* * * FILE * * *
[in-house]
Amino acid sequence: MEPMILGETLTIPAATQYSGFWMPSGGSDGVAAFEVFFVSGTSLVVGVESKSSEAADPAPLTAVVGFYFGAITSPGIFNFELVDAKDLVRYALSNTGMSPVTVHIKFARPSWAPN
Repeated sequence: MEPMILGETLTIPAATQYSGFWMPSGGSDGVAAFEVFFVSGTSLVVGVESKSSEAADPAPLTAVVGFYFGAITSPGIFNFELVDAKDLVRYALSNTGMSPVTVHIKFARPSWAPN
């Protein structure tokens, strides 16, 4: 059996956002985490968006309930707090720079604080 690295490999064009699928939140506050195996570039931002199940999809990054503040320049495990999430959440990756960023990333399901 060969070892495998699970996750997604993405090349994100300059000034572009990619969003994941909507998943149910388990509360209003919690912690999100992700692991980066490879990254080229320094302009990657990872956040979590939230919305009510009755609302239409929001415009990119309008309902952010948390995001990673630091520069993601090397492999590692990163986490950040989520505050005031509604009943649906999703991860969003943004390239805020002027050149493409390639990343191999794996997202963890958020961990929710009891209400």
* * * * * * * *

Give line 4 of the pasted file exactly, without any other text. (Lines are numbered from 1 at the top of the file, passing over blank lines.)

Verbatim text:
């Protein structure tokens, strides 16, 4: 059996956002985490968006309930707090720079604080 690295490999064009699928939140506050195996570039931002199940999809990054503040320049495990999430959440990756960023990333399901 060969070892495998699970996750997604993405090349994100300059000034572009990619969003994941909507998943149910388990509360209003919690912690999100992700692991980066490879990254080229320094302009990657990872956040979590939230919305009510009755609302239409929001415009990119309008309902952010948390995001990673630091520069993601090397492999590692990163986490950040989520505050005031509604009943649906999703991860969003943004390239805020002027050149493409390639990343191999794996997202963890958020961990929710009891209400």